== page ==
photograph by Hari Nandakumar via Unsplash
Whiskey Tango Charlie
at the airport lounge
nothing gold can stay
photograph by Hari Nandakumar via Unsplash
Whiskey Tango Charlie
at the airport lounge
nothing gold can stay
cf. photograph by Vlad Bagacian via Pexels
In the last year of his life he wrote his daughter, “I wish now I’d never relaxed or looked back – but said at the end of “The Great Gatsby”: I’ve found my line – from now on this comes first. This is my immediate duty – without this I am nothing.”
— Arthur Mizener, “Gatsby, 35 Years Later”
Almost ten years ago I participated in the conference whose proceedings would become the volume “Stanley Cavell and Literary Studies: Consequences of Skepticism.” Stanley sat directly in front of me and listened attentively to my talk, thrilling and scary, not to say awkward, reading out “Cavell writes…” and “Cavell says…” with the man right there. After the Q and A, someone, I don’t remember who, brought me over and introduced us. Stanley shook my hand and with the other patted my shoulder and said, with a broad smile, “Stay on your path, young man.”
— Paul Grimstad, “Stay on Your Path, Young Man”
cf. Maclean’s Magazine (1968)
DEVOURING Time, blunt thou the lion’s paws
And make the earth devour her own sweet brood;
Pluck the keen teeth from the fierce tiger’s jaws,
And burn the long-liv’d phoenix in her blood;
Make glad and sorry seasons as thou fleets,
And do whate’er thou wilt, swift-footed Time,
To the wide world and all her fading sweets;
But I forbid thee one most heinous crime:
O! carve not with thy hours my love’s fair brow,
Nor draw no lines there with thine antique pen;
Him in thy course untainted do allow
For beauty’s pattern to succeeding men.
Yet, do thy worst, old Time: despite thy wrong,
My love shall in my verse ever live young.
— Sonnet XIX
cf. Maclean’s Magazine (1968)
All that I know
Of a certain star,
Is, it can throw
(Like the angled spar)
Now a dart of red,
Now a dart of blue,
Till my friends have said
They would fain see, too,
My star that dartles the red and the blue!
Then it stops like a bird; like a flower, hangs furled:
They must solace themselves with the Saturn above it.
What matter to me if their star is a world?
Mine has opened its soul to me; therefore I love it.
— Robert Browning
photograph by Brayden Law via Unsplash
the candle burns
the wind sits
nightfall is far
cf. Maclean’s Magazine (1969)
“When I compare the aspect of the world to me now with what it was twelve months ago, I am far from desponding or complaining. I seem to have a motive and a rallying-word in the fight of life: …Alles für Ruhm und Ihr!”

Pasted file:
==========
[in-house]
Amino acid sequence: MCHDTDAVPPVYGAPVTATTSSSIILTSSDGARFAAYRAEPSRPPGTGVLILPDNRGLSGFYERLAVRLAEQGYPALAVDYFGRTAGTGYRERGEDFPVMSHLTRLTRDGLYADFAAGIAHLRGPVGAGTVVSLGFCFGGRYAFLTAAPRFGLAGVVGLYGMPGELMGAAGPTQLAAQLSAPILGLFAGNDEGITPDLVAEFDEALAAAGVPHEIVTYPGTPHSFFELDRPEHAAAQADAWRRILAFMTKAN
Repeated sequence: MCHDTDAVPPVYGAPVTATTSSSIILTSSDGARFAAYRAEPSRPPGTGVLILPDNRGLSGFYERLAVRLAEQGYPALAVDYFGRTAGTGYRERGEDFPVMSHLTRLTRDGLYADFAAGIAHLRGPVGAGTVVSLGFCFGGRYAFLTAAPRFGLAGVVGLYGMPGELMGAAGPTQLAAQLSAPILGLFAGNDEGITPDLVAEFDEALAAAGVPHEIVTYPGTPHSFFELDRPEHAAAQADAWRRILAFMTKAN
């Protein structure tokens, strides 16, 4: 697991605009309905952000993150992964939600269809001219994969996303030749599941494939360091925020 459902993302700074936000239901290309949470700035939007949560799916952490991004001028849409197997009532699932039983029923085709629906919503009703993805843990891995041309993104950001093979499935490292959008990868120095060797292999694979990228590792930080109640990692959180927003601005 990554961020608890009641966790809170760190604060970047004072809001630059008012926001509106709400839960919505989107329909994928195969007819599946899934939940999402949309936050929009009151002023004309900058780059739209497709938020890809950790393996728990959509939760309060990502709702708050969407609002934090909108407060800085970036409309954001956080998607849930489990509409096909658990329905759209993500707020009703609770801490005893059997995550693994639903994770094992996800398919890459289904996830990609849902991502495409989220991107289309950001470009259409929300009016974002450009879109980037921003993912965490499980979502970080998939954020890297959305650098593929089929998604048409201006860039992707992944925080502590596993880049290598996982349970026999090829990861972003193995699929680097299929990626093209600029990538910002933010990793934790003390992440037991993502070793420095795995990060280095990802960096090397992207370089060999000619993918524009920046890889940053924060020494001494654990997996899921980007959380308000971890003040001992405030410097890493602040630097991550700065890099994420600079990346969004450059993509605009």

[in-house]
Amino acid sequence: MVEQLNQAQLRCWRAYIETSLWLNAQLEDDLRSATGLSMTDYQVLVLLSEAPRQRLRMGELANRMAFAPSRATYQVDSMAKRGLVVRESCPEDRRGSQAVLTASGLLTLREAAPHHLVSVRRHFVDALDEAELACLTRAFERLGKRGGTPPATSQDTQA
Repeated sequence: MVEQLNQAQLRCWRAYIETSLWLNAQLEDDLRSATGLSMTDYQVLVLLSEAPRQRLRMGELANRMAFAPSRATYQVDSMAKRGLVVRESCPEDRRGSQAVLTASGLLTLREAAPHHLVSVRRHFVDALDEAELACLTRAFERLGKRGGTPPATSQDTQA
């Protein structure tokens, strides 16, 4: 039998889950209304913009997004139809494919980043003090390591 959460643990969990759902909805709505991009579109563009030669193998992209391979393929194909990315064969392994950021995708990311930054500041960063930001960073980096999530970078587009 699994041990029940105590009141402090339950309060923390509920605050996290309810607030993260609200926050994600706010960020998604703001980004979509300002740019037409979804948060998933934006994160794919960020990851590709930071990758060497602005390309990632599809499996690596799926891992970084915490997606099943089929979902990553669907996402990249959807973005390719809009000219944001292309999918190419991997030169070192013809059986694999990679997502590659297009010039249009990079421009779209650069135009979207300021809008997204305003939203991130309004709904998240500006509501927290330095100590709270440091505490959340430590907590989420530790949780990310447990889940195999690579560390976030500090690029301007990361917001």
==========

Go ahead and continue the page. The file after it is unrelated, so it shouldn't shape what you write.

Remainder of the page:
— Letter from Thomas Carlyle to Jane Welsh
cf. Prelinger Archives Home Movie (edited)
old and grey and full of sleep
then you were
cf. Maclean’s Magazine (1969)
…the custom of all the gentlemen of the house was to betake themselves straightway after supper to my lady Duchess; where, among the other pleasant pastimes and music and dancing that continually were practiced, sometimes neat questions were proposed, sometimes ingenious games were devised at the choice of one or another, in which under various disguises the company disclosed their thoughts figuratively to whom they liked best.
— Castiglione, “The Book Of The Courtier” (1528)
A reminder that the smallest things are the biggest things for which to give thanks…
Sylvia and Erma are spending the day with their respective families – giving thanks for the meal they’ll share, the orderly chaos of the kitchens, and their children who wish to forego the turkey for the pies that have been freshly extracted from the oven. And without a doubt, as these women sit down with their broods, however big or small, they take at least a second if not a hundred to give thanks for each other and their bond of friendship. And as I prepare the Thanksgiving feast, I’m thinking about how we all count our blessings on this day- love, health, family, friendship, peace, freedom, etc. but too often forget the little things, all of the tidbits that create the essence of our daily lives.
For dinner even when it’s out of a box or take-out. For the compliment whether it is “I like your shoes” or…
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cf. from the Nationaal Archief collection, 1940 (edited)
pure of heart
I could not save myself
the lost time
and the person I was
Nationaal Archief, “Men’s fashion fair at the RAI in Amsterdam” (1973)
Recovering himself in a minute he opened for us two hulking patent cabinets which held his massed suits and dressing-gowns and ties, and his shirts, piled like bricks in stacks a dozen high.
“I’ve got a man in England who buys me clothes. He sends over a selection of things at the beginning of each season, spring and fall.”